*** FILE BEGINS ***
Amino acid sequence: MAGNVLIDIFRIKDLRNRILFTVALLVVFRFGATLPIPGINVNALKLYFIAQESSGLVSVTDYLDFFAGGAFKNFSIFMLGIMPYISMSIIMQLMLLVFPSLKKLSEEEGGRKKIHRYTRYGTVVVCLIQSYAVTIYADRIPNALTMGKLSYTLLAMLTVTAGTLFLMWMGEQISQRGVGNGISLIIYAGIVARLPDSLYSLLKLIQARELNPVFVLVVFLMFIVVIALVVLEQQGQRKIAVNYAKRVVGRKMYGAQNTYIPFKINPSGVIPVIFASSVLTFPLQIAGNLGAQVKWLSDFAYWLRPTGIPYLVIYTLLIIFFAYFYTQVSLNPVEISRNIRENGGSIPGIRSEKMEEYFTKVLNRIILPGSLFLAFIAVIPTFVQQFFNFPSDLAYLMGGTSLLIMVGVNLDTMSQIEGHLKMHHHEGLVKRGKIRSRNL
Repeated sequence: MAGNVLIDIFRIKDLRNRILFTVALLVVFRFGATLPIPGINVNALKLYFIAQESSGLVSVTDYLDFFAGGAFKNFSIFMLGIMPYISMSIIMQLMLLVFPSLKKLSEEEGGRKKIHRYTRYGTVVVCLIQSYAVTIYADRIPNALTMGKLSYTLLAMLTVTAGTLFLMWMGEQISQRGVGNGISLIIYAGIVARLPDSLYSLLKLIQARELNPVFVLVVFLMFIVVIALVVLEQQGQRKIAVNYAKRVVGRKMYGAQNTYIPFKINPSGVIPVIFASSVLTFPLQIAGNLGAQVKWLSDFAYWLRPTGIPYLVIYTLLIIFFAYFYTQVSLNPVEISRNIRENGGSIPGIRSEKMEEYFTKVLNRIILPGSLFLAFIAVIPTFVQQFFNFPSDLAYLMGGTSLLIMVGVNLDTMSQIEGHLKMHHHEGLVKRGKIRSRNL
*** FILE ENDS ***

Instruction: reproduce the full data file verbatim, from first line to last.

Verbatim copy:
Amino acid sequence: MAGNVLIDIFRIKDLRNRILFTVALLVVFRFGATLPIPGINVNALKLYFIAQESSGLVSVTDYLDFFAGGAFKNFSIFMLGIMPYISMSIIMQLMLLVFPSLKKLSEEEGGRKKIHRYTRYGTVVVCLIQSYAVTIYADRIPNALTMGKLSYTLLAMLTVTAGTLFLMWMGEQISQRGVGNGISLIIYAGIVARLPDSLYSLLKLIQARELNPVFVLVVFLMFIVVIALVVLEQQGQRKIAVNYAKRVVGRKMYGAQNTYIPFKINPSGVIPVIFASSVLTFPLQIAGNLGAQVKWLSDFAYWLRPTGIPYLVIYTLLIIFFAYFYTQVSLNPVEISRNIRENGGSIPGIRSEKMEEYFTKVLNRIILPGSLFLAFIAVIPTFVQQFFNFPSDLAYLMGGTSLLIMVGVNLDTMSQIEGHLKMHHHEGLVKRGKIRSRNL
Repeated sequence: MAGNVLIDIFRIKDLRNRILFTVALLVVFRFGATLPIPGINVNALKLYFIAQESSGLVSVTDYLDFFAGGAFKNFSIFMLGIMPYISMSIIMQLMLLVFPSLKKLSEEEGGRKKIHRYTRYGTVVVCLIQSYAVTIYADRIPNALTMGKLSYTLLAMLTVTAGTLFLMWMGEQISQRGVGNGISLIIYAGIVARLPDSLYSLLKLIQARELNPVFVLVVFLMFIVVIALVVLEQQGQRKIAVNYAKRVVGRKMYGAQNTYIPFKINPSGVIPVIFASSVLTFPLQIAGNLGAQVKWLSDFAYWLRPTGIPYLVIYTLLIIFFAYFYTQVSLNPVEISRNIRENGGSIPGIRSEKMEEYFTKVLNRIILPGSLFLAFIAVIPTFVQQFFNFPSDLAYLMGGTSLLIMVGVNLDTMSQIEGHLKMHHHEGLVKRGKIRSRNL